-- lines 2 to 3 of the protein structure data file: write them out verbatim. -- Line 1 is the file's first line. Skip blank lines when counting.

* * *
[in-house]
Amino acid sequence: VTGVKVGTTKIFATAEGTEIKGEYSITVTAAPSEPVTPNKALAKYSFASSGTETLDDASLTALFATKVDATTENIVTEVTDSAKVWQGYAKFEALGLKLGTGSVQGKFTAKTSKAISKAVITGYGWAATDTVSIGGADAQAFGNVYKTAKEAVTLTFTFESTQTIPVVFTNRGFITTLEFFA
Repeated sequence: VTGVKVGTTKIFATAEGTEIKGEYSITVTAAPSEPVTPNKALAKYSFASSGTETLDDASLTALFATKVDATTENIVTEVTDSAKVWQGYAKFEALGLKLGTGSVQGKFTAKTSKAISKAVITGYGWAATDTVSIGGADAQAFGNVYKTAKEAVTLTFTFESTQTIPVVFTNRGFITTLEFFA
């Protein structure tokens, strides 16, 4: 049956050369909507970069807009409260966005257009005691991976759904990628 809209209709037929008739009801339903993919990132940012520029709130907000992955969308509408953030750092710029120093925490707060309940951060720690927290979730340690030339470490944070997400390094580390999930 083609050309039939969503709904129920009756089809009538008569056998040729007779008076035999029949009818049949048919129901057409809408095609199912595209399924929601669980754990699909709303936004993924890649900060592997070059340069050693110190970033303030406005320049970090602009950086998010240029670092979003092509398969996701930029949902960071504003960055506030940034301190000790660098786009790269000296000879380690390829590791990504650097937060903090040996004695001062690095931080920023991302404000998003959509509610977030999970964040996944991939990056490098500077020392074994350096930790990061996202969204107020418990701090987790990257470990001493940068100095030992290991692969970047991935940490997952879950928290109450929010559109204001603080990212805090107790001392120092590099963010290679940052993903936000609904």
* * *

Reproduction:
Amino acid sequence: VTGVKVGTTKIFATAEGTEIKGEYSITVTAAPSEPVTPNKALAKYSFASSGTETLDDASLTALFATKVDATTENIVTEVTDSAKVWQGYAKFEALGLKLGTGSVQGKFTAKTSKAISKAVITGYGWAATDTVSIGGADAQAFGNVYKTAKEAVTLTFTFESTQTIPVVFTNRGFITTLEFFA
Repeated sequence: VTGVKVGTTKIFATAEGTEIKGEYSITVTAAPSEPVTPNKALAKYSFASSGTETLDDASLTALFATKVDATTENIVTEVTDSAKVWQGYAKFEALGLKLGTGSVQGKFTAKTSKAISKAVITGYGWAATDTVSIGGADAQAFGNVYKTAKEAVTLTFTFESTQTIPVVFTNRGFITTLEFFA